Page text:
Gamma radiation is the highest in energy on the electromagnetic spectrum. Any photons with energy over $100keV$ are classified as gamma radiation.
As stated in other answers, for a photon to produce a particle-antiparticle pair, the energy of the photon must be at least twice the mass-energy of the type of particle produced. There are 2 particles of equal mass produced, so it makes sense that you need at least this much energy in the photon that produces them.
The lightest fermion (because we don't usually mean bosons when we talk about pair production) is the electron neutrino; however, neutrinos don't interact with the EM force, so photons won't be directly producing them (indirectly, anything is possible). The lightest non-neutrino fermion is the electron. It's mass-energy is about $0.5MeV$, which means to produce an electron-positron pair, the initial photon has to have an energy of at least about $1MeV$.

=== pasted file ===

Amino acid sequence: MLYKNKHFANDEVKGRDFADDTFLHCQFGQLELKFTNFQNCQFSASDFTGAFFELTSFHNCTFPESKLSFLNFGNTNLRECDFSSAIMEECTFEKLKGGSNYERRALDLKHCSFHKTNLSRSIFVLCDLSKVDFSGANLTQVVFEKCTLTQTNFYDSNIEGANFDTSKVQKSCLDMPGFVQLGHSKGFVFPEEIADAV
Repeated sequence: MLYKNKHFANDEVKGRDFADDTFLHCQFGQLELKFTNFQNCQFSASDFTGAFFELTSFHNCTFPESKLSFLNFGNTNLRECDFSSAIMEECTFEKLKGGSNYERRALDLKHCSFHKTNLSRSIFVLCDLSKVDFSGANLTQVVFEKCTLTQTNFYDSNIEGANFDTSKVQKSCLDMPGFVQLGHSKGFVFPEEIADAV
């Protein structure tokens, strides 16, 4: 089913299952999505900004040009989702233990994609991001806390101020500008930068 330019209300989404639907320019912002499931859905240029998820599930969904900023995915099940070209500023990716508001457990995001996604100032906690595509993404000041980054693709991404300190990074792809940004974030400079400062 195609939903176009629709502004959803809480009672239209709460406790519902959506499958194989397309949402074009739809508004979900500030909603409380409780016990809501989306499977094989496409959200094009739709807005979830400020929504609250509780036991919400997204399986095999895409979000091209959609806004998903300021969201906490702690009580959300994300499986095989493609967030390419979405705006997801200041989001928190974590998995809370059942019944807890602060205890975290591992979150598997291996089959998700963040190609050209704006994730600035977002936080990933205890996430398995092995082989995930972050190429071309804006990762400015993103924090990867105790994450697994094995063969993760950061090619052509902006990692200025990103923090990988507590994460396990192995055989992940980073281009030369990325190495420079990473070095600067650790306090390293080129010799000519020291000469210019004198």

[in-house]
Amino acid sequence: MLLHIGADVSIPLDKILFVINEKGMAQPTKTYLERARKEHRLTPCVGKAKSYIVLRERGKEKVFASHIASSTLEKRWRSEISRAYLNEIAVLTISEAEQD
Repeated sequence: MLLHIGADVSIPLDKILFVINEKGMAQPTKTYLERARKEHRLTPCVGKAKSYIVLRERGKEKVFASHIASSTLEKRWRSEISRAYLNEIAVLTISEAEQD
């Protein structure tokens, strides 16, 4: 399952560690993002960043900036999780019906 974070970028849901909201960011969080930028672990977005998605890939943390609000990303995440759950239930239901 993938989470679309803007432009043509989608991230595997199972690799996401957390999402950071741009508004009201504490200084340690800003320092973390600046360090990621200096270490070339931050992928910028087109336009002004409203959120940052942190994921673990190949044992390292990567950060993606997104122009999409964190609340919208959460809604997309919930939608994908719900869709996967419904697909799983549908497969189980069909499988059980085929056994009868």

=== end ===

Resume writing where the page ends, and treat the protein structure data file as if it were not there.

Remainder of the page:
Since we already established that anything over $100keV$ is a gamma photon, that means you need a gamma photon to produce an electron-positron pair. Furthermore, since the electron is the lightest particle that photon can produce, any other particle would require the photon to have even more energy. So no non-gamma photon would have enough energy.
This is why we say that pair production only occurs with gamma radiation. Any photon with enough energy to produce a pair of particles must automatically be in the gamma range of the EM spectrum.